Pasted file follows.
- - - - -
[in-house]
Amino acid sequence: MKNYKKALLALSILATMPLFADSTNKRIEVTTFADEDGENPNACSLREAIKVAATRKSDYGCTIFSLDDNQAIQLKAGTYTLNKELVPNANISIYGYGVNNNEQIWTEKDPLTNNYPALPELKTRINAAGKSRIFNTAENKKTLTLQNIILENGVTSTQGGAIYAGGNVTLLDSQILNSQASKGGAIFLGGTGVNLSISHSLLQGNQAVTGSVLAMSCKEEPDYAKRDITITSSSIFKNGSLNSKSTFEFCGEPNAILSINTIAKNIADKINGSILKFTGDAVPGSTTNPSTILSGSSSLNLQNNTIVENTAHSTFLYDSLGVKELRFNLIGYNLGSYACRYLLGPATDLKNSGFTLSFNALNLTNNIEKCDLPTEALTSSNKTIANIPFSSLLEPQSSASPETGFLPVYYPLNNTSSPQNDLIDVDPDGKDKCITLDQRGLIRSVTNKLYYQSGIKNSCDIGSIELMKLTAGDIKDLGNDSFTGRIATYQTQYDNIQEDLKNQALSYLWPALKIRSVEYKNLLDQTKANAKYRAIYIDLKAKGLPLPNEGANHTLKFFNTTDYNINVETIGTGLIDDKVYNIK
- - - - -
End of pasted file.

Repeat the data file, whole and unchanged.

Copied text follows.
[in-house]
Amino acid sequence: MKNYKKALLALSILATMPLFADSTNKRIEVTTFADEDGENPNACSLREAIKVAATRKSDYGCTIFSLDDNQAIQLKAGTYTLNKELVPNANISIYGYGVNNNEQIWTEKDPLTNNYPALPELKTRINAAGKSRIFNTAENKKTLTLQNIILENGVTSTQGGAIYAGGNVTLLDSQILNSQASKGGAIFLGGTGVNLSISHSLLQGNQAVTGSVLAMSCKEEPDYAKRDITITSSSIFKNGSLNSKSTFEFCGEPNAILSINTIAKNIADKINGSILKFTGDAVPGSTTNPSTILSGSSSLNLQNNTIVENTAHSTFLYDSLGVKELRFNLIGYNLGSYACRYLLGPATDLKNSGFTLSFNALNLTNNIEKCDLPTEALTSSNKTIANIPFSSLLEPQSSASPETGFLPVYYPLNNTSSPQNDLIDVDPDGKDKCITLDQRGLIRSVTNKLYYQSGIKNSCDIGSIELMKLTAGDIKDLGNDSFTGRIATYQTQYDNIQEDLKNQALSYLWPALKIRSVEYKNLLDQTKANAKYRAIYIDLKAKGLPLPNEGANHTLKFFNTTDYNINVETIGTGLIDDKVYNIK